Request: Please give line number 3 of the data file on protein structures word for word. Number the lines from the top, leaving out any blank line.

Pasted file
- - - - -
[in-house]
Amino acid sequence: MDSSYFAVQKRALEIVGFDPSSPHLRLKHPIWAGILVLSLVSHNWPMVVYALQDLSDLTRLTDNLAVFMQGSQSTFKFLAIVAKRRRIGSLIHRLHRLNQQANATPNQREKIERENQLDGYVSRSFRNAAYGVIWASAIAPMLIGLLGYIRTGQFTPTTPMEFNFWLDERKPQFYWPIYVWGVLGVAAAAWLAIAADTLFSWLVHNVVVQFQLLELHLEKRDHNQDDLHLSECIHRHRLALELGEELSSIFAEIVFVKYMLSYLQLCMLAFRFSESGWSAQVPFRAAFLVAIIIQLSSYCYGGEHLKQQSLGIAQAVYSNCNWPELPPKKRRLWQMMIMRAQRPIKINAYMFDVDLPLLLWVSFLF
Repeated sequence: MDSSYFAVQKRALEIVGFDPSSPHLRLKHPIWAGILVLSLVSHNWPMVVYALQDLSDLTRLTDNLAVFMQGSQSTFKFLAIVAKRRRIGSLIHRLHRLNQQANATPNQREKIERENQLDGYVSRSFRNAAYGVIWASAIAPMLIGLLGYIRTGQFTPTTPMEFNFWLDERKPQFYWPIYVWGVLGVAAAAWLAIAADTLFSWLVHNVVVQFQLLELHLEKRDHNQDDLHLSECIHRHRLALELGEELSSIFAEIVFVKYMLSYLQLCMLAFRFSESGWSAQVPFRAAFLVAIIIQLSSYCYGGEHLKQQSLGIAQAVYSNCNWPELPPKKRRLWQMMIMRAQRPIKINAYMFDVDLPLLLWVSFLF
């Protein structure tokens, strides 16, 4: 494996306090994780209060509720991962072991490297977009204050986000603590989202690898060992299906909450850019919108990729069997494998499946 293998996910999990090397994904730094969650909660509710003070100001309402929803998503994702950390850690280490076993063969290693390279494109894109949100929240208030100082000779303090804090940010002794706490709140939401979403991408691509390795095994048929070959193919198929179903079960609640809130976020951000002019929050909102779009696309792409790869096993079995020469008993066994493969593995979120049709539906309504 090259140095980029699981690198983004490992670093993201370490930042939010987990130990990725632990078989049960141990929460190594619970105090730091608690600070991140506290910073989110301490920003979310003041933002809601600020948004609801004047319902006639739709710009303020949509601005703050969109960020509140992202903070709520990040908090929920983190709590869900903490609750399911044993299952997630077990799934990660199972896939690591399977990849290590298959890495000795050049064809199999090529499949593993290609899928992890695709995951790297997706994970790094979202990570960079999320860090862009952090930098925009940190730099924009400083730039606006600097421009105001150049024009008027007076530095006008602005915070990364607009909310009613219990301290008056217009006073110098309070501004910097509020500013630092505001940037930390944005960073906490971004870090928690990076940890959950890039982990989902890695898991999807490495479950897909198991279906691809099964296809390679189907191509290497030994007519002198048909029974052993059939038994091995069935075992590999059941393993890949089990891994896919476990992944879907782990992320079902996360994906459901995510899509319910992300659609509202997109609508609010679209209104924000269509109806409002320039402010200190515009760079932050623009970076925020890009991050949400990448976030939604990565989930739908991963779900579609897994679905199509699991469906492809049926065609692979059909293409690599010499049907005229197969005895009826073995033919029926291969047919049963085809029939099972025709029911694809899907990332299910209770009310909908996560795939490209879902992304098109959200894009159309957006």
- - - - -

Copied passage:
Repeated sequence: MDSSYFAVQKRALEIVGFDPSSPHLRLKHPIWAGILVLSLVSHNWPMVVYALQDLSDLTRLTDNLAVFMQGSQSTFKFLAIVAKRRRIGSLIHRLHRLNQQANATPNQREKIERENQLDGYVSRSFRNAAYGVIWASAIAPMLIGLLGYIRTGQFTPTTPMEFNFWLDERKPQFYWPIYVWGVLGVAAAAWLAIAADTLFSWLVHNVVVQFQLLELHLEKRDHNQDDLHLSECIHRHRLALELGEELSSIFAEIVFVKYMLSYLQLCMLAFRFSESGWSAQVPFRAAFLVAIIIQLSSYCYGGEHLKQQSLGIAQAVYSNCNWPELPPKKRRLWQMMIMRAQRPIKINAYMFDVDLPLLLWVSFLF